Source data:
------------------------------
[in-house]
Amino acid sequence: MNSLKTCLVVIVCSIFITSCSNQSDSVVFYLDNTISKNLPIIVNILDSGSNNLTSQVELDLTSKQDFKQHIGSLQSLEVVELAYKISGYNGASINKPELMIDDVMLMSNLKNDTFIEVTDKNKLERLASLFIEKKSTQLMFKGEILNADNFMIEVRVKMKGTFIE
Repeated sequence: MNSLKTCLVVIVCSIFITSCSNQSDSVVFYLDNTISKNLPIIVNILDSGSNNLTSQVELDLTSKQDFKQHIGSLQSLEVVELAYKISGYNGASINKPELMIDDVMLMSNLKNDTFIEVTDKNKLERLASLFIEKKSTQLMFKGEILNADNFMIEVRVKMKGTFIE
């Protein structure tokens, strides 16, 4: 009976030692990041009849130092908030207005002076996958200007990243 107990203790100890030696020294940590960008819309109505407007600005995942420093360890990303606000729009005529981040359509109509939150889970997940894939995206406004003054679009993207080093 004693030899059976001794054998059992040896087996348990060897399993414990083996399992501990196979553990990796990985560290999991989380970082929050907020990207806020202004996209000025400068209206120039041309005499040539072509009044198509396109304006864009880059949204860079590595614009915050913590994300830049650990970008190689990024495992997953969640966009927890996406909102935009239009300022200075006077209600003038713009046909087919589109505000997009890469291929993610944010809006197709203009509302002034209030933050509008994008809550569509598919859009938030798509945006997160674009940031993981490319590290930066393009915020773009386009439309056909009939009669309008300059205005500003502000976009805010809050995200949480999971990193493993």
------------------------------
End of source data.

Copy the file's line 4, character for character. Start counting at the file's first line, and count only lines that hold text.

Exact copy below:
């Protein structure tokens, strides 16, 4: 009976030692990041009849130092908030207005002076996958200007990243 107990203790100890030696020294940590960008819309109505407007600005995942420093360890990303606000729009005529981040359509109509939150889970997940894939995206406004003054679009993207080093 004693030899059976001794054998059992040896087996348990060897399993414990083996399992501990196979553990990796990985560290999991989380970082929050907020990207806020202004996209000025400068209206120039041309005499040539072509009044198509396109304006864009880059949204860079590595614009915050913590994300830049650990970008190689990024495992997953969640966009927890996406909102935009239009300022200075006077209600003038713009046909087919589109505000997009890469291929993610944010809006197709203009509302002034209030933050509008994008809550569509598919859009938030798509945006997160674009940031993981490319590290930066393009915020773009386009439309056909009939009669309008300059205005500003502000976009805010809050995200949480999971990193493993």